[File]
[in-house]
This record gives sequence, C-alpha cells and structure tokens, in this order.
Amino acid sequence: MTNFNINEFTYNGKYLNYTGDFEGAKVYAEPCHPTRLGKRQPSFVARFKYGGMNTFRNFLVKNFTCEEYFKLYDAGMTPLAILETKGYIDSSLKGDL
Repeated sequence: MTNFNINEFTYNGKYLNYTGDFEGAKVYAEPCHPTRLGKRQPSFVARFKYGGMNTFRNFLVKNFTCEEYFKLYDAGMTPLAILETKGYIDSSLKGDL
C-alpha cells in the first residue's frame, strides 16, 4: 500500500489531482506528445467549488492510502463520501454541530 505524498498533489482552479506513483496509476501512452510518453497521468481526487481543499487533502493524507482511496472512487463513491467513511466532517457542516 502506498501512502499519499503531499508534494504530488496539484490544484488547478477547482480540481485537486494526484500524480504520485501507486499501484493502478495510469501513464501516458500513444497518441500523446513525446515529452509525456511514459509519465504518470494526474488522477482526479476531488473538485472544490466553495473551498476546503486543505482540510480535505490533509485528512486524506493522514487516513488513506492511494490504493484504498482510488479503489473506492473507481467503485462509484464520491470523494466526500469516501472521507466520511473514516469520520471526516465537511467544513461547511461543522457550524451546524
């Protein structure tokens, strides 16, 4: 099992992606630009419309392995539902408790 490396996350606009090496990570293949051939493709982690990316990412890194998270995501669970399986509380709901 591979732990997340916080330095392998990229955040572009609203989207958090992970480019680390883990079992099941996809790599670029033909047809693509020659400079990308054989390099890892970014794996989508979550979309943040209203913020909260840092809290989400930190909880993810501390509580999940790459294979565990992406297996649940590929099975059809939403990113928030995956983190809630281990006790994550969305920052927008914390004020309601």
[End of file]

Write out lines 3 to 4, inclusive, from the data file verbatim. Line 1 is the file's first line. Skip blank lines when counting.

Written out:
Amino acid sequence: MTNFNINEFTYNGKYLNYTGDFEGAKVYAEPCHPTRLGKRQPSFVARFKYGGMNTFRNFLVKNFTCEEYFKLYDAGMTPLAILETKGYIDSSLKGDL
Repeated sequence: MTNFNINEFTYNGKYLNYTGDFEGAKVYAEPCHPTRLGKRQPSFVARFKYGGMNTFRNFLVKNFTCEEYFKLYDAGMTPLAILETKGYIDSSLKGDL